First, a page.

Perspective

parashas Vayechi 5782

“When Joseph saw.” – Genesis 48:17

When the time arrived for Jacob to give his blessings to his children, he began by blessing his two grandchildren, Joseph’s two sons, Manasseh and Ephraim. Because his father’s eyesight was dim, Joseph specifically arranged the children for the blessings: Manasseh, the older son, he placed toward Jacob’s right hand; the younger son, Ephraim, he placed toward Jacob’s left hand. He intended that the primacy is given through the right hand to the older son as would be the custom; however, Jacob changed his hands, placing his right hand on the head of Ephraim, and his left hand on the head of Manasseh.

“When Joseph saw” this rearrangement, he was displeased, and said, “Not so, my father, for this is the first-born; put thy right hand upon his head” (Genesis 48:18). Yet, his father explained, “‘I know it, my son, I know it; he also shall become a people, and he also shall be great; howbeit his younger brother shall be greater than he, and his seed shall become a multitude of nations’” (Genesis 48:19). Moreover, he established the tradition that Israel shall bless their children “saying: G-d make thee as Ephraim and as Manasseh” (Genesis 48:20).

At that moment, Jacob was given prophetic insight: he foresaw the greatness of the descendants of the younger brother Ephraim. And, so, aided by the power of the Ruach HaKodesh, he was able to see beyond the expected scenario. Additionally, by instituting the blessings given to Jewish children, he has empowered us to accept ourselves, regardless of our status. While Joseph’s perspective is akin to our own commonplace understanding of events in our lives, the perspective of Jacob reaches higher towards an outcome even beyond expectations.

Furthermore, from another viewpoint, intending to place primacy upon Manasseh, whose name alludes to the verb “forget” (Genesis 41:51), Joseph was emphasizing putting his past sufferings behind himself. Yet, what we can learn by the name of Ephraim, is to be “fruitful” in regard to performing mitzvot (good deeds), so that we may flourish, despite our sufferings. For, it is not enough to put our past sins and negative character traits behind us (sur meira); we must also focus on holiness, through asei tov (doing good). “Turn from evil and do good” (Psalm 34:15).

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Established from Above

Upon completing the monumental task of building all of the various components of the Mishkan (portable tabernacle in the desert), the artisans and craftsmen brought everything to Moses, who responded with the appropriate enthusiasm of the leader of B’nei Yisrael (the Children of Israel). “And when Moses saw that they had performed all the tasks—as the L-RD had commanded, so they had done—Moses blessed them” (Exodus 39:43, NJPS).

The Israelites had done all that was commanded of them; so, of course, they deserved a blessing. Yet, what does a blessing in and of itself constitute, especially for such an enormous amount of work that was done willingly, as a free gift offering by they who committed themselves to the task?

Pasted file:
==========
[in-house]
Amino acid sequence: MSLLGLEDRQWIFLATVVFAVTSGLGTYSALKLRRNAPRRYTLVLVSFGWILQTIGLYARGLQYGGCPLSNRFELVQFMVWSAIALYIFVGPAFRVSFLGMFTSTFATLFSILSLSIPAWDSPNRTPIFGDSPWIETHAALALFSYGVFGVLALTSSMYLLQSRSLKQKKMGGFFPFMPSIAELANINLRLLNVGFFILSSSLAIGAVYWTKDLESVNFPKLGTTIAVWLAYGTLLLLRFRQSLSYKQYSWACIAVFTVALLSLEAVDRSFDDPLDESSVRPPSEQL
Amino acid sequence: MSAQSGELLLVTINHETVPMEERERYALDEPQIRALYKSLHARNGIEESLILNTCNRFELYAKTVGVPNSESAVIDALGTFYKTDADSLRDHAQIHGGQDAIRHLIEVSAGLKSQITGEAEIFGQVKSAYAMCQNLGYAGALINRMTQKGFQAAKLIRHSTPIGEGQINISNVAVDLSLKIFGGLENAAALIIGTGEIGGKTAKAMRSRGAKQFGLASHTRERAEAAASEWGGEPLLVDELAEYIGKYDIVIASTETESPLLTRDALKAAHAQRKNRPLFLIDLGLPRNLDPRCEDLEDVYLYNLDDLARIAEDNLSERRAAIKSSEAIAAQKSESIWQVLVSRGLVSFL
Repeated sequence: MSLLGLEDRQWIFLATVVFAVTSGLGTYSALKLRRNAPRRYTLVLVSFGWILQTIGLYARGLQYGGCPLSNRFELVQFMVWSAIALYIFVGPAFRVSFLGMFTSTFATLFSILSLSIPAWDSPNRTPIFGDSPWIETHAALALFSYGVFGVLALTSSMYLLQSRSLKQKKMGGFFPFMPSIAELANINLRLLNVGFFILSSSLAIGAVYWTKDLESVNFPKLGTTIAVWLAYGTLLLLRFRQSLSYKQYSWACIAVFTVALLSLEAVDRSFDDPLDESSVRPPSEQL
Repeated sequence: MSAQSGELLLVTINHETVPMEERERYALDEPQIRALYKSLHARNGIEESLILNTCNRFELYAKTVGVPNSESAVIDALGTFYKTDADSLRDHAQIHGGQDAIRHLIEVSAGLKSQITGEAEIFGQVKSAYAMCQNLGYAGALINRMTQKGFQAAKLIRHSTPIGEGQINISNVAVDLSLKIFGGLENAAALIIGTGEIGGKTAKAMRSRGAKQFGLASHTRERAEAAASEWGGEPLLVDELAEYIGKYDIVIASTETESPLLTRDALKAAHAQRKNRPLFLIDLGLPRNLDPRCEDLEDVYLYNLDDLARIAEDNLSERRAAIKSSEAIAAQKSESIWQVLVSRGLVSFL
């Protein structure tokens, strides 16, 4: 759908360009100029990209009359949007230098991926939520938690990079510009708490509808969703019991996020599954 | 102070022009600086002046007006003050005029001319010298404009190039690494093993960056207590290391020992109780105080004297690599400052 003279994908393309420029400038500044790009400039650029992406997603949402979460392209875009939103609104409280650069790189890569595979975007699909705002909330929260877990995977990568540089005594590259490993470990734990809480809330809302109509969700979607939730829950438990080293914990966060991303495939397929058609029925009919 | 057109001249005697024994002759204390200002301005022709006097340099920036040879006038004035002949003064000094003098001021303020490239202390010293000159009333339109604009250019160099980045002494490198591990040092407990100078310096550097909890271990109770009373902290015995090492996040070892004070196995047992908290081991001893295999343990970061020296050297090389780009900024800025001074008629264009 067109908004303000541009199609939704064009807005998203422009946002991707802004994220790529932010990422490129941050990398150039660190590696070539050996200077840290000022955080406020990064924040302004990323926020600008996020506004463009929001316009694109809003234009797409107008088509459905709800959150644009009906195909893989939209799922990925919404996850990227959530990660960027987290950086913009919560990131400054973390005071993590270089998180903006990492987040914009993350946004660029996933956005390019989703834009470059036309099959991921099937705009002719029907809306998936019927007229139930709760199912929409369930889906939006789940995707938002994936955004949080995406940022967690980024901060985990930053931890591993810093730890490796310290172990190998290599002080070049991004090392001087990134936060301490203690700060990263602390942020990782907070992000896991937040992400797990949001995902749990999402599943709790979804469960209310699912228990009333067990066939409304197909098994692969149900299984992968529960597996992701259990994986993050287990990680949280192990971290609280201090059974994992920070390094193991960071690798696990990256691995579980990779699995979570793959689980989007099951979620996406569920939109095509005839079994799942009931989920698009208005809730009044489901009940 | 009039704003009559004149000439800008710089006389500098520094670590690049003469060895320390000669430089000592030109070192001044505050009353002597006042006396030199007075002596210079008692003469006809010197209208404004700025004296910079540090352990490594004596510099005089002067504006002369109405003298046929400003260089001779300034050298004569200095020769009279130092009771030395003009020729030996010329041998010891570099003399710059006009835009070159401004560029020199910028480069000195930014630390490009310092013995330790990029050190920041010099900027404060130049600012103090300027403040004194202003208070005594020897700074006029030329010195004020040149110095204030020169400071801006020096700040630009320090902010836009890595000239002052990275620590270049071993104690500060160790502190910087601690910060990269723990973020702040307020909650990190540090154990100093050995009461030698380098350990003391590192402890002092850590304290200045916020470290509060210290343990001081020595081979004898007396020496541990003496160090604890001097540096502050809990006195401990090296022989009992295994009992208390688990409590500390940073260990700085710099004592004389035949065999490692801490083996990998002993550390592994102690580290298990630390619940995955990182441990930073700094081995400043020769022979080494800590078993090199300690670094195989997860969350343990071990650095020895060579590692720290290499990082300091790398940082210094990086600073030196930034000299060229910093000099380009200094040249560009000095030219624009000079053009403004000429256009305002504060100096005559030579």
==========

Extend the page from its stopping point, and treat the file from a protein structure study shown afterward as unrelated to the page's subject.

In the modern world, remuneration for services rendered is the norm amongst those who work for a living; and, often we value even our very selves, based upon our profession, and our ability to provide for ourselves and our families. Yet, anyone, including myself, who has worked as a volunteer for some cause knows the reward for doing so; and, to feel a part of a greater whole, for the sole sake of contributing to a good cause is an invaluable estimation of one’s time and effort in the endeavor.

Even so, the greater picture concerns our contribution to the expectations of G-d for the sake of others, as well as ourselves. There is no remuneration that can be measured in terms that would assess the benefits that the soul receives for having been part of G-d’s master plan; for He is the great architect of our lives, as well as the end goal of all human endeavors that are in alignment with His divine blueprint for the world.

The  Mishkan was constructed for the sake of providing a place where G-d’s presence would rest amongst His people. The project required a coordinated effort from the people to build something of lasting value for the sake of maintaining a connection with G-d. We would also do well to consider, that whatever we do will only be established through the blessings of G-d in our lives, whether we realize the nature of those blessings or not. The more we contribute to worthy endeavors that will be approved in His eyes, the greater will be our security. When we place our trust in Him, He will guide us in the right endeavors. “Except the L-RD build the house, they labour in vain that build it” (Psalm 127:1, JPS).

“Let the graciousness of the L-rd our G-d be upon us; establish Thou also upon us the work of our hands; yea, the work of our hands establish Thou it.”

– Psalm 90:17, JPS 1917 Tanach

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